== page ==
This is such a terrific film. I love its pessimism with every step Patricia takes to either escape or try to get someone to rescue her failing spectacularly. In fact, this level of pessimism reminded me of George A Romero’s Night of the Living Dead.
The cast really is playing against type with their characters too. Bankhead is far from the glamourpuss she is in most of her films, Joyce’s character couldn’t be more removed from her character of Mildred in Man About The House and George & Mildred. Here she’s a raven-haired domestic help and sadist. She’s utterly convincing. Sutherland is frankly astonishing in his role as the mentally disadvantaged albino gardener. I love how Joyce’s character appears to be unsure in some scenes regarding her allegiances to Mrs Trefoile and that the groundsman is shown shooting tin cans that he has attached pictures of Trefoile to. Before he is bumped off by her that is.
I also loved the look of the film with the greys and beiges of the majority of Mr Trefoile’s abode but the opulence and colour of the one room in which all of the artefacts from her past are including the huge portrait of her dead son.
Mrs Trefoile reminded me of Mrs Voorhees in the first Friday the 13th film but also reminded me of Bette Davis in Whatever Happened To Baby Jane? Her performance really is one of those turns which is delightfully demented. You can tell Bankhead relished playing it.
I have a confession to make. I might be the only person on the planet who HATED Mad Max: Fury Road. It felt like riding a really fast 2-hour fairground ride after having a roast dinner. A very uncomfortable experience.
But whilst I detested this Tom Hardy film, another released the same year made up for it. Legend was also released in 2015 and tells the story of East End gangsters Ron and Reggie Kray. All of the events synonymous with the twin’s story are here- the shooting of George Cornell, the murder of Jack The Hat McVitie, Nipper Read’s obsession with the pair and the idea of finally arresting them.
One thing I loved about Legend was that it fantastically depicted the feeling of community in the East End of that era (all gone now, of course. In the words of Morrissey, ‘London is dead’. And he was right). I also loved the violence in the film even if it felt very cartoonish at times. In fact, the film had a tendency to descend into cartoonishness at other times too which is a shame.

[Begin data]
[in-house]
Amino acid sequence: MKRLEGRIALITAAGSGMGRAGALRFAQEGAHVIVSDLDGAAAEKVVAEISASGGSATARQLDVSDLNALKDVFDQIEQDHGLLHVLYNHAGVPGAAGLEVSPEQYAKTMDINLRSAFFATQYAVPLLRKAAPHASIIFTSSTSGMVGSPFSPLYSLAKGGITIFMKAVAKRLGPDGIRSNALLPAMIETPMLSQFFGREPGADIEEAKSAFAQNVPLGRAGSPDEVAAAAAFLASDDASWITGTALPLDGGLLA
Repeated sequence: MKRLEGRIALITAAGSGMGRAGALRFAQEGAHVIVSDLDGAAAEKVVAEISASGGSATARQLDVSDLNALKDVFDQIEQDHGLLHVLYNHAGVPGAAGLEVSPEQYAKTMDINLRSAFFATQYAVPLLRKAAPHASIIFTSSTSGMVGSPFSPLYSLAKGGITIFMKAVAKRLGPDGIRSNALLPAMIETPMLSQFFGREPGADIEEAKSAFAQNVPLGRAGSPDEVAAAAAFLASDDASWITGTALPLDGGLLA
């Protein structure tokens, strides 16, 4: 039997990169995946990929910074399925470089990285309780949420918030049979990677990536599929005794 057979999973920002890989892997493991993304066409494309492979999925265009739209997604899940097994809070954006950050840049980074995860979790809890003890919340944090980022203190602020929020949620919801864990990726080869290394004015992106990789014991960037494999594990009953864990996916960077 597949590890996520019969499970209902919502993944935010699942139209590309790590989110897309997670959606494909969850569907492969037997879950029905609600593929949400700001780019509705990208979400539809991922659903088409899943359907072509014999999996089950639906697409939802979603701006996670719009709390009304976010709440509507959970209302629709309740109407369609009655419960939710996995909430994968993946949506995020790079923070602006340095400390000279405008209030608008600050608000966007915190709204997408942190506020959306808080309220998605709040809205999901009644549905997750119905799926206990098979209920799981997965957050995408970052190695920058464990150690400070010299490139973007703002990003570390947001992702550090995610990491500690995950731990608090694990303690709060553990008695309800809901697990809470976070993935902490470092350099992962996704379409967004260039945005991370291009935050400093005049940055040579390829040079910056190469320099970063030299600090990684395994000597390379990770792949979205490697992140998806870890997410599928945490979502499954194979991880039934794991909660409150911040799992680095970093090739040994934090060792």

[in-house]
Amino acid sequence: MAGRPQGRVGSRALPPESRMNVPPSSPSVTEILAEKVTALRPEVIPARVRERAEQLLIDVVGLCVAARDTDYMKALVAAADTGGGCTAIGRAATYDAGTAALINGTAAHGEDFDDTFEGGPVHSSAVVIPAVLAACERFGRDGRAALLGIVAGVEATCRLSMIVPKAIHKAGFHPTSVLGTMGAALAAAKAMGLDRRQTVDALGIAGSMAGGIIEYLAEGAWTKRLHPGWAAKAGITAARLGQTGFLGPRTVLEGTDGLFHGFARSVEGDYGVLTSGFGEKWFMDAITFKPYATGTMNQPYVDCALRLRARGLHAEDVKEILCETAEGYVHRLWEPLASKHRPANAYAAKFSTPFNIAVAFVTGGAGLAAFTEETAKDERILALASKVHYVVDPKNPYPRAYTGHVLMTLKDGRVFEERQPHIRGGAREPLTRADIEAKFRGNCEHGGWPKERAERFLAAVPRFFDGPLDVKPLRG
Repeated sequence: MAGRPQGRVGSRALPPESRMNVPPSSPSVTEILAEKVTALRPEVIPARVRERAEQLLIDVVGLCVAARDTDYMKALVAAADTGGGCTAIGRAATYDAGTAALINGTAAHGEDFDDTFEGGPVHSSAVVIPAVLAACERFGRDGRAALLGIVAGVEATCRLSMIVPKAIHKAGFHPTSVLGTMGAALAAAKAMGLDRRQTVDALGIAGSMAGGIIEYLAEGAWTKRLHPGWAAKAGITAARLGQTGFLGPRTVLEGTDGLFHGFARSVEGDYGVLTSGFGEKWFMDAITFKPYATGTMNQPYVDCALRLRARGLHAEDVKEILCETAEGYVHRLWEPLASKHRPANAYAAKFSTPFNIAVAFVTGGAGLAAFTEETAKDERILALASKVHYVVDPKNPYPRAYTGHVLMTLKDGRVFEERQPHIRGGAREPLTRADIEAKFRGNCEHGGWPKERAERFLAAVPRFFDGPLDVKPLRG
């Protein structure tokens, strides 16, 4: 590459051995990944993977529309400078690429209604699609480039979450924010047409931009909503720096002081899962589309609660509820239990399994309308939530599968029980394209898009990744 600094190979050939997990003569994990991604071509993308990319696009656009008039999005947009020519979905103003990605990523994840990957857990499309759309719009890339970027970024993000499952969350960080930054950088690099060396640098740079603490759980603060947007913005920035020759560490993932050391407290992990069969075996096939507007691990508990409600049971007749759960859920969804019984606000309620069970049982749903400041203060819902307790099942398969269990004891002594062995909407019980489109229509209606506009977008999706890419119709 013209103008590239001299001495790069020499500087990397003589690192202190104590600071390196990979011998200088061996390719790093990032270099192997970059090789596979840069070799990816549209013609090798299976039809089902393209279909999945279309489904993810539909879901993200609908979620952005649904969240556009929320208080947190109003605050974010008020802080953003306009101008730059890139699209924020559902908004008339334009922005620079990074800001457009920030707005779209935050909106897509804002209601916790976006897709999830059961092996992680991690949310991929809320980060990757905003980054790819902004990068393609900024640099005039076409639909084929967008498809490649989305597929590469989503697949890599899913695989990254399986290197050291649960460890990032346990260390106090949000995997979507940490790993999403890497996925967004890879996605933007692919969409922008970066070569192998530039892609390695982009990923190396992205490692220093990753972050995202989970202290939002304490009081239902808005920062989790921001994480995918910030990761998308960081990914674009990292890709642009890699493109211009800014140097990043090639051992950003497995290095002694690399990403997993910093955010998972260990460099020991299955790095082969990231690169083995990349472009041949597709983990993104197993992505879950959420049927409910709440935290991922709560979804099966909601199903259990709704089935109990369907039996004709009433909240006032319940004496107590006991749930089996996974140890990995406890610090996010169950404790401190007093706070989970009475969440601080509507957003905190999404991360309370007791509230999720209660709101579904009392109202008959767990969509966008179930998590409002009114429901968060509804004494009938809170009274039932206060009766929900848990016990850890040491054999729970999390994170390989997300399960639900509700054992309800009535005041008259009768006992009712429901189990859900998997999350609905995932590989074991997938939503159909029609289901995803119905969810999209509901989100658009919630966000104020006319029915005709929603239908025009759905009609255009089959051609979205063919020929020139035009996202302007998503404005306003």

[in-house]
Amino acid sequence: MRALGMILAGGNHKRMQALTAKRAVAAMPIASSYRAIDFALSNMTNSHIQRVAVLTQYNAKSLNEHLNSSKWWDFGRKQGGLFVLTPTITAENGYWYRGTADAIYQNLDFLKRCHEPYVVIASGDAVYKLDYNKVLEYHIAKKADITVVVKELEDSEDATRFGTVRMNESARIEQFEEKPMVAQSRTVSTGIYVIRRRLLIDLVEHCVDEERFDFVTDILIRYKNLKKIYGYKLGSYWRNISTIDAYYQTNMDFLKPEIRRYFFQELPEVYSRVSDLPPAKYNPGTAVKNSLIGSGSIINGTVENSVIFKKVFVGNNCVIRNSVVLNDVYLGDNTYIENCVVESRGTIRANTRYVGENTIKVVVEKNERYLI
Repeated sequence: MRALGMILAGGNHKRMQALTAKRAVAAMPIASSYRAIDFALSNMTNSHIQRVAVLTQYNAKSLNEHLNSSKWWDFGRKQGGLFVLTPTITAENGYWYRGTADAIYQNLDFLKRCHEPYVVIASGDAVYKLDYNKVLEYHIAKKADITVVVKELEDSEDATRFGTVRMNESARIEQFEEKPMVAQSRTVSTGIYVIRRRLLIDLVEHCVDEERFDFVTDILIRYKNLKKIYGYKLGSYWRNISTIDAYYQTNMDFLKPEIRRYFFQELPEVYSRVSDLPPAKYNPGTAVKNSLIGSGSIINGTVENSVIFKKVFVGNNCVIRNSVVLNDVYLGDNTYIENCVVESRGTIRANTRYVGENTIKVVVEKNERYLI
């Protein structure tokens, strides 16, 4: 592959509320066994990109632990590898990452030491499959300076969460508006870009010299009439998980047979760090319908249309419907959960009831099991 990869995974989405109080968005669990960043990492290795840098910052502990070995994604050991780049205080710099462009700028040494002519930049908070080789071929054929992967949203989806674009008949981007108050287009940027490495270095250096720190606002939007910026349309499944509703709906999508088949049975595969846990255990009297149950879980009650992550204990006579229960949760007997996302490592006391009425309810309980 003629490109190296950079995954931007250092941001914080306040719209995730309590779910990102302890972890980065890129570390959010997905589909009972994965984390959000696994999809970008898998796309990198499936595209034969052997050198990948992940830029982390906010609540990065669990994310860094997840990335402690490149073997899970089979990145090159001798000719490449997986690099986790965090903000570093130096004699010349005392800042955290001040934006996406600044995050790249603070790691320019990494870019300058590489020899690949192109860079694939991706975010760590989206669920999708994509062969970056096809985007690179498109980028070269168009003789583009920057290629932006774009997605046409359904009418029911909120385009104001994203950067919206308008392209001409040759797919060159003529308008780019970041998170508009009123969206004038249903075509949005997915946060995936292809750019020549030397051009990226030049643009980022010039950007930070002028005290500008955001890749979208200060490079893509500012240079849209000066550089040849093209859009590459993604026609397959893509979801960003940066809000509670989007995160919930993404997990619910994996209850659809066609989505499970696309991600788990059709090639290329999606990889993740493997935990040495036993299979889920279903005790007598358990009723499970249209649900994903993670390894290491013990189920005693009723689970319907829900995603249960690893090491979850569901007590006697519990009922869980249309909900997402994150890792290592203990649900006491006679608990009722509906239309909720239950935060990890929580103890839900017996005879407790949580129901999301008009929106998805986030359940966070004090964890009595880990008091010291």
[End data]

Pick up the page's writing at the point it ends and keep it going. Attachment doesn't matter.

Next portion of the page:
However, there was another quality that the film possessed that I wasn’t expecting: its romance. When I saw Hardy as Reggie as he woos his future wife (who narrates the film), I kept thinking that he is ideal romantic lead material. I hope he finds a film in future that will exploit these qualities to their fullest.
In fact, Legend shows how much of a fantastic actor Hardy is as he plays both twins and shows their separate personalities, qualities and tics.
Legend is based on the gritty Profession of Violence by John Pearson but instead feels more like a puff piece that doesn’t challenge the Kray’s legend whatsoever. If you’re looking for a film that peels back the layers of myth that have been built around The Kray Twins then look elsewhere. But if you’re looking for solid entertainment for a couple of hours, look no further.
Max Bialystock is a producer on the skids. Now that his more successful days are over, he’s had to resort to swindling rich old ladies out of their dosh. They think they’re investing in a new play he is producing but there is no play. Max’s accountant Leo Bloom notices that it’s more profitable to make a flop than a hit as the books will never be audited on a flop and so no one will look into its financial affairs. With this in mind, they search for a play or musical so bad that it will be a huge flop. They find this in the guise of a musical celebrating Adolf Hitler and Nazi Germany. They also find the perfect eccentric leading man to play Hitler after auditioning for the part.
Mel Brooks’ film is hilarious. It all builds up to the stage number ‘Springtime For Hitler’ which is one of the funniest and most brilliant things I’ve ever seen on film (sample lyric- ‘Don’t be stupid, be a smarty, come and join the Nazi party’). Zero Mostel and the ever-brilliant Gene Wilder are perfectly cast as the quirky Max and Leo.
But The Producers works on another level. It also offers us a peek into the New York of the late 60s and the artists, kooks and characters who were frequenting its artistic core. Witness the director they employ, Roger De Bris, and his partner and how way out they are. Also, look at their leading man Lorenzo Saint DuBois (L.S.D. for short) who is bedecked head to toe in black, resplendent in thigh-high boots, a single ear-ring, and a Campbell’s soup can on a chain around his neck. This is, obviously, an Andy Warhol reference. This was the New York of the Velvet Underground and Who Killed Teddy Bear. The kooky actors, artists, and bohemians were pushed centre stage for some scenes within The Producers. Check out the auditions for the role of Hitler.
Of course, a film that mocks and makes light of Hitler and Nazi Germany was always going to be controversial. This was Mel Brooks’ first film and being Jewish himself he has stated that he could either get on his soapbox as to how awful the Holocaust was and be forgotten or he could make Springtime For Hitler and be remembered forever more. And it worked!